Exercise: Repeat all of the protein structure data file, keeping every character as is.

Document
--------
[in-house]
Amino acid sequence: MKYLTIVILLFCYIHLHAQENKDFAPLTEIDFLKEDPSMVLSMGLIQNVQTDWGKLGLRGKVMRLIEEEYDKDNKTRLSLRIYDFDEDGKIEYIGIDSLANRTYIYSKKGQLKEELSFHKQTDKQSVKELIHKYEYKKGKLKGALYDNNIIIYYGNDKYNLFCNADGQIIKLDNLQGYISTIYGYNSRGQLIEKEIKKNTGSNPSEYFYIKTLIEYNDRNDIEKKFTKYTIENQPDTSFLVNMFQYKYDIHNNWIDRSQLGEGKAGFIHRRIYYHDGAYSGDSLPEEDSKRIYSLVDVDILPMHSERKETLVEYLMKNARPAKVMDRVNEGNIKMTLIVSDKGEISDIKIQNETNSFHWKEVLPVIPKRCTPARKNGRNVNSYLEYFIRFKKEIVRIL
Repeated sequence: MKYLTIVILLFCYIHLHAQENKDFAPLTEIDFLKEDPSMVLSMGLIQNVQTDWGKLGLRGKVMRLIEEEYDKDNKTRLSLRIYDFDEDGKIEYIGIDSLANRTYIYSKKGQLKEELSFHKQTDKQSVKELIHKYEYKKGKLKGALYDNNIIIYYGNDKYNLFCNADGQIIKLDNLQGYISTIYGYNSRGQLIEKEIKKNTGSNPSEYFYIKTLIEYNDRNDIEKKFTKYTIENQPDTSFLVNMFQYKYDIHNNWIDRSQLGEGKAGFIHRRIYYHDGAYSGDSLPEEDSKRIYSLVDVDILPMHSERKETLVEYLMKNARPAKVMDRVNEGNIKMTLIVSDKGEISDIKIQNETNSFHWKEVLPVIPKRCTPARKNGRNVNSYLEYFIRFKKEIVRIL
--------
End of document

[in-house]
Amino acid sequence: MKYLTIVILLFCYIHLHAQENKDFAPLTEIDFLKEDPSMVLSMGLIQNVQTDWGKLGLRGKVMRLIEEEYDKDNKTRLSLRIYDFDEDGKIEYIGIDSLANRTYIYSKKGQLKEELSFHKQTDKQSVKELIHKYEYKKGKLKGALYDNNIIIYYGNDKYNLFCNADGQIIKLDNLQGYISTIYGYNSRGQLIEKEIKKNTGSNPSEYFYIKTLIEYNDRNDIEKKFTKYTIENQPDTSFLVNMFQYKYDIHNNWIDRSQLGEGKAGFIHRRIYYHDGAYSGDSLPEEDSKRIYSLVDVDILPMHSERKETLVEYLMKNARPAKVMDRVNEGNIKMTLIVSDKGEISDIKIQNETNSFHWKEVLPVIPKRCTPARKNGRNVNSYLEYFIRFKKEIVRIL
Repeated sequence: MKYLTIVILLFCYIHLHAQENKDFAPLTEIDFLKEDPSMVLSMGLIQNVQTDWGKLGLRGKVMRLIEEEYDKDNKTRLSLRIYDFDEDGKIEYIGIDSLANRTYIYSKKGQLKEELSFHKQTDKQSVKELIHKYEYKKGKLKGALYDNNIIIYYGNDKYNLFCNADGQIIKLDNLQGYISTIYGYNSRGQLIEKEIKKNTGSNPSEYFYIKTLIEYNDRNDIEKKFTKYTIENQPDTSFLVNMFQYKYDIHNNWIDRSQLGEGKAGFIHRRIYYHDGAYSGDSLPEEDSKRIYSLVDVDILPMHSERKETLVEYLMKNARPAKVMDRVNEGNIKMTLIVSDKGEISDIKIQNETNSFHWKEVLPVIPKRCTPARKNGRNVNSYLEYFIRFKKEIVRIL